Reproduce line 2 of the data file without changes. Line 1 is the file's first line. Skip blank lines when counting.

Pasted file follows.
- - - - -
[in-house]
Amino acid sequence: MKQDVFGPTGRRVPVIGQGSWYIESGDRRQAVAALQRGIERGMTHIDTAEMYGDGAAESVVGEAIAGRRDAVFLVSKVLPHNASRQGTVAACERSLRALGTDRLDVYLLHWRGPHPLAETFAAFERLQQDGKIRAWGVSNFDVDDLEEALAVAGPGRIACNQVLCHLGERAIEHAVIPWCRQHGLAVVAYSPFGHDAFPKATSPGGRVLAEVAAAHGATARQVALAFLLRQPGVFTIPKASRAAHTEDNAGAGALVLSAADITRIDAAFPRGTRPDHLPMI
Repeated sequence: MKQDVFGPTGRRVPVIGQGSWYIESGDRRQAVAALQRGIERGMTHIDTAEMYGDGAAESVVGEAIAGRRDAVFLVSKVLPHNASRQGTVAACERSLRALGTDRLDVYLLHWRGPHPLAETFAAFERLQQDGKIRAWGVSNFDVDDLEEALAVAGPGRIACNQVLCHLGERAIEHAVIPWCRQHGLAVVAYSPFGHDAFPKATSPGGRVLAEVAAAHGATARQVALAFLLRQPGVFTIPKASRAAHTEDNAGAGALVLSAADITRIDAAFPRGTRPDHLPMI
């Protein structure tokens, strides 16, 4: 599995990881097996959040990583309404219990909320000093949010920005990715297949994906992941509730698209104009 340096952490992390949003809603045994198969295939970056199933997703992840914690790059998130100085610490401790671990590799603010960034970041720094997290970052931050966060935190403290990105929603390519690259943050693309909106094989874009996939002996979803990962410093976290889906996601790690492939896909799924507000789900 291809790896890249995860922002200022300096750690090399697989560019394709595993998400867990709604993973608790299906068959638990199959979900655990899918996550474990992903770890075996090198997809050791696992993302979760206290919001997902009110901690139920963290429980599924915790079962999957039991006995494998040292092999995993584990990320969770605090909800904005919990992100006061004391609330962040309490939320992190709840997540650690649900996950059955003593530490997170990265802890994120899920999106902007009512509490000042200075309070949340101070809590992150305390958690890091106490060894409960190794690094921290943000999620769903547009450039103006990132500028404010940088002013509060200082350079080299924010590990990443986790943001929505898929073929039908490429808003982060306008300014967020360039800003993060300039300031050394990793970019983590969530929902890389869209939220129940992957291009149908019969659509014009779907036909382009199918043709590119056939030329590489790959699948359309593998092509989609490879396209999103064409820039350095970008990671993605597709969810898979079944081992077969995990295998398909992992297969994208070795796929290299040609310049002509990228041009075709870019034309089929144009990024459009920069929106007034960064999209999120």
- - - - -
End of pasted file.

Amino acid sequence: MKQDVFGPTGRRVPVIGQGSWYIESGDRRQAVAALQRGIERGMTHIDTAEMYGDGAAESVVGEAIAGRRDAVFLVSKVLPHNASRQGTVAACERSLRALGTDRLDVYLLHWRGPHPLAETFAAFERLQQDGKIRAWGVSNFDVDDLEEALAVAGPGRIACNQVLCHLGERAIEHAVIPWCRQHGLAVVAYSPFGHDAFPKATSPGGRVLAEVAAAHGATARQVALAFLLRQPGVFTIPKASRAAHTEDNAGAGALVLSAADITRIDAAFPRGTRPDHLPMI